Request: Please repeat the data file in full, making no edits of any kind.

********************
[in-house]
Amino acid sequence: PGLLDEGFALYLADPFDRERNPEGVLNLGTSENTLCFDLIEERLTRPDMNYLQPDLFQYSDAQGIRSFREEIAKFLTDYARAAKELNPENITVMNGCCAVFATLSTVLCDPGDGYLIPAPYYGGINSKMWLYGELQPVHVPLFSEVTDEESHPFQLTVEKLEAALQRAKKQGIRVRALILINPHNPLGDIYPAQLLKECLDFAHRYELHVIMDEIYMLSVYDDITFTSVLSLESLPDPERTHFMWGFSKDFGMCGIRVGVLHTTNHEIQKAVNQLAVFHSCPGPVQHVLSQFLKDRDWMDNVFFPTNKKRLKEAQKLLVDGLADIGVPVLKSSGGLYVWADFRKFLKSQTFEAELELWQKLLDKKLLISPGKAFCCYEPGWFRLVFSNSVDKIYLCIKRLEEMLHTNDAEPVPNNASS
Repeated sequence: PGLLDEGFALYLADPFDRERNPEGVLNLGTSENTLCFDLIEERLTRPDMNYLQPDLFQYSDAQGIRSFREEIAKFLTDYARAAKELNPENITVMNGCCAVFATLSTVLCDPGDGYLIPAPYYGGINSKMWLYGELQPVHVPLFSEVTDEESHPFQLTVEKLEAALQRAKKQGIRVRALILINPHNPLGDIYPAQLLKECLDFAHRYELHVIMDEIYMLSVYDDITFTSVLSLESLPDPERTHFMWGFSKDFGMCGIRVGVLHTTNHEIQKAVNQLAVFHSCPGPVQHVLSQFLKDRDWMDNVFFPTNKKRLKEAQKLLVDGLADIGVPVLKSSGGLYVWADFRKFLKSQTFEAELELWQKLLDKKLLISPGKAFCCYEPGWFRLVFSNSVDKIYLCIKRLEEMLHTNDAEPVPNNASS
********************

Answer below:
[in-house]
Amino acid sequence: PGLLDEGFALYLADPFDRERNPEGVLNLGTSENTLCFDLIEERLTRPDMNYLQPDLFQYSDAQGIRSFREEIAKFLTDYARAAKELNPENITVMNGCCAVFATLSTVLCDPGDGYLIPAPYYGGINSKMWLYGELQPVHVPLFSEVTDEESHPFQLTVEKLEAALQRAKKQGIRVRALILINPHNPLGDIYPAQLLKECLDFAHRYELHVIMDEIYMLSVYDDITFTSVLSLESLPDPERTHFMWGFSKDFGMCGIRVGVLHTTNHEIQKAVNQLAVFHSCPGPVQHVLSQFLKDRDWMDNVFFPTNKKRLKEAQKLLVDGLADIGVPVLKSSGGLYVWADFRKFLKSQTFEAELELWQKLLDKKLLISPGKAFCCYEPGWFRLVFSNSVDKIYLCIKRLEEMLHTNDAEPVPNNASS
Repeated sequence: PGLLDEGFALYLADPFDRERNPEGVLNLGTSENTLCFDLIEERLTRPDMNYLQPDLFQYSDAQGIRSFREEIAKFLTDYARAAKELNPENITVMNGCCAVFATLSTVLCDPGDGYLIPAPYYGGINSKMWLYGELQPVHVPLFSEVTDEESHPFQLTVEKLEAALQRAKKQGIRVRALILINPHNPLGDIYPAQLLKECLDFAHRYELHVIMDEIYMLSVYDDITFTSVLSLESLPDPERTHFMWGFSKDFGMCGIRVGVLHTTNHEIQKAVNQLAVFHSCPGPVQHVLSQFLKDRDWMDNVFFPTNKKRLKEAQKLLVDGLADIGVPVLKSSGGLYVWADFRKFLKSQTFEAELELWQKLLDKKLLISPGKAFCCYEPGWFRLVFSNSVDKIYLCIKRLEEMLHTNDAEPVPNNASS